How to Incorporate Graph Analytics into Your Information Strategy
As data volumes grow and business information needs change, graph analytics can be a viable alternative to traditional analytics for specific problems. To assess whether graph analytics fits into your enterprise, you need to understand what graph analytics is and where you can use it.
- By Troy Hiltbrand
- June 14, 2019
As data volumes grow and companies seek new ways to use that information to drive business results, the types and composition of problems become more varied. Traditional analytics methods fail to adequately address some of the new, complex problems, many of which require new technologies architected from the ground up for specific use cases. One such area is graph analysis, which generates business value by determining the connectedness of data points and the identification of clusters of related data points based on levels of influence, frequency of interaction, and probability.
To take advantage of graph technology to solve business challenges, you must understand the fundamental concepts around which graph analytics (and, more specifically, graph databases) was built. Graph analytics includes a set of analytics techniques that allow you to explore relationships between entities (such as organizations, people, or transactions). These entities and relationships are mapped into a graph of nodes, edges, and properties. Once data is mapped into this structure, graph analysis that was cumbersome and challenging in a traditional database can proceed in an optimized manner.
Each node represents an entity in the graph. The parallel to a node in a relational database is a row, a record, or a tuple.
Edges represent a relationship between nodes. The relationships not only connect the nodes but also have direction (either unidirectional or bidirectional). The direction and magnitude of these edges play a role in the graph analysis. Edges are a concept that is not inherently captured in the relational or document store databases. This construct is where graph databases are explicitly architected for graph-related problem sets.
Properties are the attributes -- the ancillary information -- that describe a node. Properties are the equivalent of columns or attributes in a relational database.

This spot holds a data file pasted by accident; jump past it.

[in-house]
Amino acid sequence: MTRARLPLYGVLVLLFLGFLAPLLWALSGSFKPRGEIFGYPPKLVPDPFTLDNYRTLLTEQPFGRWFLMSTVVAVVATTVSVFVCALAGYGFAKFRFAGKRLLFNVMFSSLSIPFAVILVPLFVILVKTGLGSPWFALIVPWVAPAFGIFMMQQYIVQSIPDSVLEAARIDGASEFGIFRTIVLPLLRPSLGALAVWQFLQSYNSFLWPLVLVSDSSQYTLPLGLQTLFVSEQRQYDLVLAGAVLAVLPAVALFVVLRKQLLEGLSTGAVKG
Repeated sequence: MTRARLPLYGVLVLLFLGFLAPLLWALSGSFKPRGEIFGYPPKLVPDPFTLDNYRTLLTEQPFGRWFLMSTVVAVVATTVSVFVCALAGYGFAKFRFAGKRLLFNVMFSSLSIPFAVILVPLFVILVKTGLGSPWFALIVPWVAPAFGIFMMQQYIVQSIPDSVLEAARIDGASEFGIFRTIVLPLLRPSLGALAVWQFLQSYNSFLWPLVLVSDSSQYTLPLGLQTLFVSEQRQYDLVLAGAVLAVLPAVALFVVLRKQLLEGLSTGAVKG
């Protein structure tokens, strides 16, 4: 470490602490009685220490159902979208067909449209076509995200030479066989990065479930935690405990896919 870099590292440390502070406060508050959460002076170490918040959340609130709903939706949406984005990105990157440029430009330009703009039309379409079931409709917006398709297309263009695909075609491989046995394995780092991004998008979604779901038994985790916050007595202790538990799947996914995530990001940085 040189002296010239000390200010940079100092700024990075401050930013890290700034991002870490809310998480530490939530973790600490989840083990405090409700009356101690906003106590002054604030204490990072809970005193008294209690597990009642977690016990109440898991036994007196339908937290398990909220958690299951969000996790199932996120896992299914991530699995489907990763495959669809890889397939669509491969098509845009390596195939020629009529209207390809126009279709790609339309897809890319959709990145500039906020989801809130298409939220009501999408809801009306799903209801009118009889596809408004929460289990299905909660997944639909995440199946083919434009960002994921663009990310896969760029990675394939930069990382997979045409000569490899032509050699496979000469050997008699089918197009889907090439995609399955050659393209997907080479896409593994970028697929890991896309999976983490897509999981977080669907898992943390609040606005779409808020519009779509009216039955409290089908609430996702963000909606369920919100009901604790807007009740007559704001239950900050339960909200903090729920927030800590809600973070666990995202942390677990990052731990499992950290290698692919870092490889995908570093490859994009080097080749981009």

The difference between a graph database and a relational database is that the graph database is optimized to represent and analyze networks of relationships in a relatively quick and efficient manner.
Graph analytics finds patterns among the relationships between nodes. If your business faces problems that fall into this space, the use of graph-oriented technology can significantly enhance your analytics team's efficiency. Here are some of the more common use cases for graph analytics.
Social Network Analysis
By analyzing social networks, you can identify influencers, decision makers, and dissuaders. In a sales organization, this information can be used to isolate whom to talk to and who can maximize efforts to close a deal. This analysis can expose unintuitive insights that can expedite efforts to persuade behavior or expedite the decision-making process. It can mean the difference between success and failure in pushing prospects through the sales pipeline.
Social network analysis can also be leveraged as part of workforce analytics. It can isolate and identify trendsetters and social influencers among the workforce. The identification of these workers with high persuasive impact can be leveraged to expedite the adoption of workforce initiatives or to help head off problematic behavior. Targeting key influencers and ensuring their engagement and buy-in can make the difference in developing an engaged workforce.
Fraud Analysis and Identification